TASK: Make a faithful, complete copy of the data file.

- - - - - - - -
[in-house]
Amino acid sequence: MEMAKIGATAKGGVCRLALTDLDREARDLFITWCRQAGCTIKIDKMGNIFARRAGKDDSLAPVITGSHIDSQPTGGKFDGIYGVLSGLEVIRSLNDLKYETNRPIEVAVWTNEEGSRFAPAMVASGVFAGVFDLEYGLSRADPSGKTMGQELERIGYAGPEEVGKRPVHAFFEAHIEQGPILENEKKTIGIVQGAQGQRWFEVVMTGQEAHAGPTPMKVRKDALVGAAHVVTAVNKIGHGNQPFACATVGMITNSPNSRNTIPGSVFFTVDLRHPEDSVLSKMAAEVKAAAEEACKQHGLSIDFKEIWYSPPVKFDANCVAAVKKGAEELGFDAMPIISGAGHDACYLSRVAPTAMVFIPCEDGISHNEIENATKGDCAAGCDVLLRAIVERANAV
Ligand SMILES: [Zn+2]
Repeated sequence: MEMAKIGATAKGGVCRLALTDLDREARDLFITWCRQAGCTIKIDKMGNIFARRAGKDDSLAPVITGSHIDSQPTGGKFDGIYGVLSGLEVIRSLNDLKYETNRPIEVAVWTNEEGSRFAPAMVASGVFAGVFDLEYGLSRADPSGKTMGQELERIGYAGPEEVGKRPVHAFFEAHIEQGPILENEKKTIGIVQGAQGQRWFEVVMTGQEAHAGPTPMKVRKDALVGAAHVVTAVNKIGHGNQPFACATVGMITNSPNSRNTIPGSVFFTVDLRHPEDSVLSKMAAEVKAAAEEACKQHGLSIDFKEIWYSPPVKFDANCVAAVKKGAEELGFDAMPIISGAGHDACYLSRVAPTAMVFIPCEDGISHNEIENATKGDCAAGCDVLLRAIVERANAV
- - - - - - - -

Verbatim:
[in-house]
Amino acid sequence: MEMAKIGATAKGGVCRLALTDLDREARDLFITWCRQAGCTIKIDKMGNIFARRAGKDDSLAPVITGSHIDSQPTGGKFDGIYGVLSGLEVIRSLNDLKYETNRPIEVAVWTNEEGSRFAPAMVASGVFAGVFDLEYGLSRADPSGKTMGQELERIGYAGPEEVGKRPVHAFFEAHIEQGPILENEKKTIGIVQGAQGQRWFEVVMTGQEAHAGPTPMKVRKDALVGAAHVVTAVNKIGHGNQPFACATVGMITNSPNSRNTIPGSVFFTVDLRHPEDSVLSKMAAEVKAAAEEACKQHGLSIDFKEIWYSPPVKFDANCVAAVKKGAEELGFDAMPIISGAGHDACYLSRVAPTAMVFIPCEDGISHNEIENATKGDCAAGCDVLLRAIVERANAV
Ligand SMILES: [Zn+2]
Repeated sequence: MEMAKIGATAKGGVCRLALTDLDREARDLFITWCRQAGCTIKIDKMGNIFARRAGKDDSLAPVITGSHIDSQPTGGKFDGIYGVLSGLEVIRSLNDLKYETNRPIEVAVWTNEEGSRFAPAMVASGVFAGVFDLEYGLSRADPSGKTMGQELERIGYAGPEEVGKRPVHAFFEAHIEQGPILENEKKTIGIVQGAQGQRWFEVVMTGQEAHAGPTPMKVRKDALVGAAHVVTAVNKIGHGNQPFACATVGMITNSPNSRNTIPGSVFFTVDLRHPEDSVLSKMAAEVKAAAEEACKQHGLSIDFKEIWYSPPVKFDANCVAAVKKGAEELGFDAMPIISGAGHDACYLSRVAPTAMVFIPCEDGISHNEIENATKGDCAAGCDVLLRAIVERANAV